Studies in Entrepreneurship, Business and Government in Hong Kong

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This book uses new institutional and Austrian theories advanced in recent decades to analyze Hong Kong’s economic transformation. It focuses on knowledge and coordination problems, and examines the role of entrepreneurship, small Chinese family enterprises and government policies in the economic development of Hong Kong. So far, no similar work has been published. Part I is the theoretical framework which explores the role of entrepreneurship, small business and government in the economic development of a small open economy. Part II and III explain how entrepreneurship and Chinese family businesses transform the economy of Hong Kong. Part IV focuses on the coordinating function of the Hong Kong government. This book will be of special interest to scholars of entrepreneurship, Asian business systems and economic development. It will also be of use to policy makers in latecomer economies.


“ ... In the present volume of lucid and well-crafted essays, [Professor Yu] has taken us further in his intellectual quest to unlock the mystery of economic dynamism and creativity in Hong Kong. Parting ways with the mainstream economists of the day, he seeks to put Hong Kong into proper historical and comparative perspective.”– (From the Foreword) Professor Siu-lun Wong, The University of Hong Kong

“ ... This book integrates the analysis of Hong Kong’s economic development experiences into a well established theoretical framework and therefore will be very useful for readers in different areas, such as scholars and students in economics and management, and government officers in economic policy making and planning.” – Professor Yi-Zheng Shi, Hong Kong Baptist University

“ ... The value of this volume is three-fold. First, it extends our understanding of how alternative approached can be applied to economic progress of Hong Kong economy beyond the mainstream neoclassical approach. Secondly, it pays much attention on the role of knowledge and uncertainty on decision-making. Thirdly, it provides the analysis of interactions between entrepreneurship, the business system and the government. Finally, but not least, the book provides useful analysis for readers to understand the mystery of economic dynamism and creativity in Hong Kong.” – Professor Shinn Sun, China University of Technology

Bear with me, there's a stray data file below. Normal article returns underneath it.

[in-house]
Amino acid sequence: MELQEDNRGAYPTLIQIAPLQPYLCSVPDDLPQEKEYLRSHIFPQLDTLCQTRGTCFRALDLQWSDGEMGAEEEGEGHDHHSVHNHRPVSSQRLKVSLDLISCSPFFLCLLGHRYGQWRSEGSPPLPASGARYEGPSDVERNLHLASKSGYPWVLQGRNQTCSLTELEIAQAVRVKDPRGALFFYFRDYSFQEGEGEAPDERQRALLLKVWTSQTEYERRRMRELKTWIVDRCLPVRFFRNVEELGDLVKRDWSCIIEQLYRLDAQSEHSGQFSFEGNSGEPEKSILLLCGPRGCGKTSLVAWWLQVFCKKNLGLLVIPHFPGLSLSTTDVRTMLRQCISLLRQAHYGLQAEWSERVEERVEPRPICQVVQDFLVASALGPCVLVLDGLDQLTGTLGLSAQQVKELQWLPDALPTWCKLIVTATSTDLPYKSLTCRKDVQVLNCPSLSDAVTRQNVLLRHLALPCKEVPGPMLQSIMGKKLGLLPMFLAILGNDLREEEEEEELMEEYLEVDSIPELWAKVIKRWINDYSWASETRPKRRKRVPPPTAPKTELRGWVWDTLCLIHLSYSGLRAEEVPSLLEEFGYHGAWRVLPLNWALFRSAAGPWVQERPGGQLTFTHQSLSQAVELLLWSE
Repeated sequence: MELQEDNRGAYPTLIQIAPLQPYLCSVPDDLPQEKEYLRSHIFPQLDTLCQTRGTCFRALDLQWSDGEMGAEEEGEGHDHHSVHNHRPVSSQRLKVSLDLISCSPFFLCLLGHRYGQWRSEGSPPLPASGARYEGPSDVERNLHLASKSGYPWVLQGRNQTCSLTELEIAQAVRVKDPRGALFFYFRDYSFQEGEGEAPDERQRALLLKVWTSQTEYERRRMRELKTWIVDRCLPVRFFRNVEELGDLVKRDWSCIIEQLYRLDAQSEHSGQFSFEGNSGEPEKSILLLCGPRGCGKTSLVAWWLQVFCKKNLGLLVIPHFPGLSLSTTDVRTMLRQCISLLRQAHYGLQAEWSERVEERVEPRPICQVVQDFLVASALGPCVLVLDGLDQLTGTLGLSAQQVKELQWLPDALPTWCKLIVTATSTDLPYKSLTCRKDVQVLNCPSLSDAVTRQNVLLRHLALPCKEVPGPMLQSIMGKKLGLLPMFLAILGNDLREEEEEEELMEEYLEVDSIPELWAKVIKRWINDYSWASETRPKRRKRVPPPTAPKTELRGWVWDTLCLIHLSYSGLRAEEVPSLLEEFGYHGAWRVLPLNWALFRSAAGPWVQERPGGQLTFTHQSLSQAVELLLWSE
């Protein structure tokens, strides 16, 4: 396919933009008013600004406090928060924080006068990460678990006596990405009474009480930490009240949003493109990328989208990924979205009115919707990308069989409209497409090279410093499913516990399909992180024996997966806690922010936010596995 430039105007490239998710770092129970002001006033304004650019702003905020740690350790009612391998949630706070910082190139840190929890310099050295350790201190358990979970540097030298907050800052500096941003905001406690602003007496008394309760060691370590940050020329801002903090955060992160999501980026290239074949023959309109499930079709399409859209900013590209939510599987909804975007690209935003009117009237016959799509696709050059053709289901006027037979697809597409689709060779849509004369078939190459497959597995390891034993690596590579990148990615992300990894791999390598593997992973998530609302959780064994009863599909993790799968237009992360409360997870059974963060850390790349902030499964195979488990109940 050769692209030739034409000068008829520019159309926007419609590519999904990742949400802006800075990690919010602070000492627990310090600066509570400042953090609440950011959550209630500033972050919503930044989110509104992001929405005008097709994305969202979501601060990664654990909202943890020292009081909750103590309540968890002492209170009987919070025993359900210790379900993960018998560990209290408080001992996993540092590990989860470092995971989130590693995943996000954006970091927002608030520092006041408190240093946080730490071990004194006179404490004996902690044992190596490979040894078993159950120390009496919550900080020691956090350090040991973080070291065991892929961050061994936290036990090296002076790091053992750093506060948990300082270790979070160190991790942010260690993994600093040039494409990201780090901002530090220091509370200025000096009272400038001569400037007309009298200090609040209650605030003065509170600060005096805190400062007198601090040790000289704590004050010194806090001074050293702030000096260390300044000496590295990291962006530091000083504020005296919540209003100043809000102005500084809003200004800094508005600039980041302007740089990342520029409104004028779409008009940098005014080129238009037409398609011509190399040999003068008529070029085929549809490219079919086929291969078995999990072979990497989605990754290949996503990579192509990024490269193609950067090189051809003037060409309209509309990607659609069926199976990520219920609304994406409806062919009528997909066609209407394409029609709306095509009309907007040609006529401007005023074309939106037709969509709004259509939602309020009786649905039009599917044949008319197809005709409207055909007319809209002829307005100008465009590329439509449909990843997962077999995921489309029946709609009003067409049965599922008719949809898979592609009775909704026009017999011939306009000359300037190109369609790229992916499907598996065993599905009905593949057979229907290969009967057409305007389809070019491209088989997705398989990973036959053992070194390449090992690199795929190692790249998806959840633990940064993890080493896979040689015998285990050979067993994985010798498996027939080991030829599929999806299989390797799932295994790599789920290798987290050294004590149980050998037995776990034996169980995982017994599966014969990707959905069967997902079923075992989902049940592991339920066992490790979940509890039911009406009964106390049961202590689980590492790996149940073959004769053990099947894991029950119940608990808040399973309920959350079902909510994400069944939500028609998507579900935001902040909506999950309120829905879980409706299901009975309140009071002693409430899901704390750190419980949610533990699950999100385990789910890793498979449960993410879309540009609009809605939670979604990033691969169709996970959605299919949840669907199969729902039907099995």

Table of Contents

List of Tables
Foreword (Siu-lun Wong)

Part I: The Theoretical Foundation
1. Economic Development of a Small Open Economy

Part II: The Entrepreneurial Spirit
2. Entrepreneurship and Wealth Creation
3. Extraordinary and Ordinary Discoveries: Chinese Versus American Entrepreneurship
4. Learning, Catching Up and the New International Economic Order: The Case of China, Britain and Hong Kong (with Diana S. Kwan)

Part III: The Business System
5. Chinese Family Business and Hong Kong’s Economic Dynamics
6. The Innovation Systems of Hong Kong: Capabilities Building and Technological Trajectories
7. ‘Flagship’ Approach versus ‘Guerilla’ Strategy: South Korea’s Chaebols and Hong Kong’s Small Enterprises

Part IV: The Government
8. A Pro-Business Government and the Coordination of Economic Affairs
9. Public Utilities Provisions in Hong Kong: Monopoly Creation and Government Regulations
10. Social Safety Net: Hong Kong’s Public Housing Program and Income Redistribution (with Diana S. Kwan)
11. The Role of Government in Asian Newly-Industrialized Economies: Hong Kong versus Taiwan, Singapore and South Korea

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